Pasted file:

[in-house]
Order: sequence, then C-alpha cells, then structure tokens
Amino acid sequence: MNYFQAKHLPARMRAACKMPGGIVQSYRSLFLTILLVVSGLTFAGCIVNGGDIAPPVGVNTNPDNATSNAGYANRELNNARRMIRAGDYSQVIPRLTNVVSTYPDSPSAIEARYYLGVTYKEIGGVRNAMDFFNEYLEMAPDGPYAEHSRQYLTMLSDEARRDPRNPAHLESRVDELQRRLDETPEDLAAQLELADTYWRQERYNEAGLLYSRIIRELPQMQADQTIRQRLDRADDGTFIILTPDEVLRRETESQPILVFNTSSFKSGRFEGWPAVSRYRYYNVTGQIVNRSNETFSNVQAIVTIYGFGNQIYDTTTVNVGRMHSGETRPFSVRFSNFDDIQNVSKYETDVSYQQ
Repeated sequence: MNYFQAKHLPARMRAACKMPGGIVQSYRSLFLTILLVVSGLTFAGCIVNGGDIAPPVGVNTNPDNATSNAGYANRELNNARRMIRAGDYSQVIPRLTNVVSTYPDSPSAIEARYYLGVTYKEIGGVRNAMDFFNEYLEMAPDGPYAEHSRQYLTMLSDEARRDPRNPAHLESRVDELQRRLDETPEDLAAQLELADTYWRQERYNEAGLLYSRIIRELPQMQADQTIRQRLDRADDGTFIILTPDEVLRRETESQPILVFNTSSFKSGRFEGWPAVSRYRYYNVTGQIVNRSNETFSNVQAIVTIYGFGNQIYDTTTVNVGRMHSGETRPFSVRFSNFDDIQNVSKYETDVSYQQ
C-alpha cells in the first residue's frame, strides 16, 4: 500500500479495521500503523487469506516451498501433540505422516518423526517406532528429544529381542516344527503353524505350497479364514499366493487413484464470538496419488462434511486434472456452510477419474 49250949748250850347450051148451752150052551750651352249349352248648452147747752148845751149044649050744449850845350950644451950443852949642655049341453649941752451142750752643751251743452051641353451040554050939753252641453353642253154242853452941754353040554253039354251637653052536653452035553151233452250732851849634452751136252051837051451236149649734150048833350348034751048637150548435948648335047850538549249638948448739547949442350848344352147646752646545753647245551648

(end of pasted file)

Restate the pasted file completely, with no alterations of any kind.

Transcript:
[in-house]
Order: sequence, then C-alpha cells, then structure tokens
Amino acid sequence: MNYFQAKHLPARMRAACKMPGGIVQSYRSLFLTILLVVSGLTFAGCIVNGGDIAPPVGVNTNPDNATSNAGYANRELNNARRMIRAGDYSQVIPRLTNVVSTYPDSPSAIEARYYLGVTYKEIGGVRNAMDFFNEYLEMAPDGPYAEHSRQYLTMLSDEARRDPRNPAHLESRVDELQRRLDETPEDLAAQLELADTYWRQERYNEAGLLYSRIIRELPQMQADQTIRQRLDRADDGTFIILTPDEVLRRETESQPILVFNTSSFKSGRFEGWPAVSRYRYYNVTGQIVNRSNETFSNVQAIVTIYGFGNQIYDTTTVNVGRMHSGETRPFSVRFSNFDDIQNVSKYETDVSYQQ
Repeated sequence: MNYFQAKHLPARMRAACKMPGGIVQSYRSLFLTILLVVSGLTFAGCIVNGGDIAPPVGVNTNPDNATSNAGYANRELNNARRMIRAGDYSQVIPRLTNVVSTYPDSPSAIEARYYLGVTYKEIGGVRNAMDFFNEYLEMAPDGPYAEHSRQYLTMLSDEARRDPRNPAHLESRVDELQRRLDETPEDLAAQLELADTYWRQERYNEAGLLYSRIIRELPQMQADQTIRQRLDRADDGTFIILTPDEVLRRETESQPILVFNTSSFKSGRFEGWPAVSRYRYYNVTGQIVNRSNETFSNVQAIVTIYGFGNQIYDTTTVNVGRMHSGETRPFSVRFSNFDDIQNVSKYETDVSYQQ
C-alpha cells in the first residue's frame, strides 16, 4: 500500500479495521500503523487469506516451498501433540505422516518423526517406532528429544529381542516344527503353524505350497479364514499366493487413484464470538496419488462434511486434472456452510477419474 49250949748250850347450051148451752150052551750651352249349352248648452147747752148845751149044649050744449850845350950644451950443852949642655049341453649941752451142750752643751251743452051641353451040554050939753252641453353642253154242853452941754353040554253039354251637653052536653452035553151233452250732851849634452751136252051837051451236149649734150048833350348034751048637150548435948648335047850538549249638948448739547949442350848344352147646752646545753647245551648